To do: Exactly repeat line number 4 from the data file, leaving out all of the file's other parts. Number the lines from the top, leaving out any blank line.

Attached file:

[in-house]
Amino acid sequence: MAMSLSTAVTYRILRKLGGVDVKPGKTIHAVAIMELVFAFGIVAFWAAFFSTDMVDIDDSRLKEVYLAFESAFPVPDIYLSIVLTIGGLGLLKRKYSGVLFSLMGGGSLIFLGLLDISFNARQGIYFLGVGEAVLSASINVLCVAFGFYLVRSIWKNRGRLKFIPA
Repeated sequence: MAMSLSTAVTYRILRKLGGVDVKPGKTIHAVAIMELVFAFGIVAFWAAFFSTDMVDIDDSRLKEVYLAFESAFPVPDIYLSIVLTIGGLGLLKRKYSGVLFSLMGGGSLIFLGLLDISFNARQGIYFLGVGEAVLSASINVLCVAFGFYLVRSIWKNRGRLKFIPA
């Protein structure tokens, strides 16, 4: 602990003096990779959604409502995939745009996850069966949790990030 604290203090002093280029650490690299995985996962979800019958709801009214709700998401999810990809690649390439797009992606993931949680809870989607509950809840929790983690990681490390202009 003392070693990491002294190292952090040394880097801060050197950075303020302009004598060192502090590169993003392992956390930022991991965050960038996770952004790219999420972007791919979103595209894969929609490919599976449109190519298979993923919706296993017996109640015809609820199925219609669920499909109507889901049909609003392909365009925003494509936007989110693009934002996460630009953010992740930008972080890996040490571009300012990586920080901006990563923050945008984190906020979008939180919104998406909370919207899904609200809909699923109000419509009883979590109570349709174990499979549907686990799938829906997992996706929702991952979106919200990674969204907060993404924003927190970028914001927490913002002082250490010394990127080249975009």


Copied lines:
């Protein structure tokens, strides 16, 4: 602990003096990779959604409502995939745009996850069966949790990030 604290203090002093280029650490690299995985996962979800019958709801009214709700998401999810990809690649390439797009992606993931949680809870989607509950809840929790983690990681490390202009 003392070693990491002294190292952090040394880097801060050197950075303020302009004598060192502090590169993003392992956390930022991991965050960038996770952004790219999420972007791919979103595209894969929609490919599976449109190519298979993923919706296993017996109640015809609820199925219609669920499909109507889901049909609003392909365009925003494509936007989110693009934002996460630009953010992740930008972080890996040490571009300012990586920080901006990563923050945008984190906020979008939180919104998406909370919207899904609200809909699923109000419509009883979590109570349709174990499979549907686990799938829906997992996706929702991952979106919200990674969204907060993404924003927190970028914001927490913002002082250490010394990127080249975009």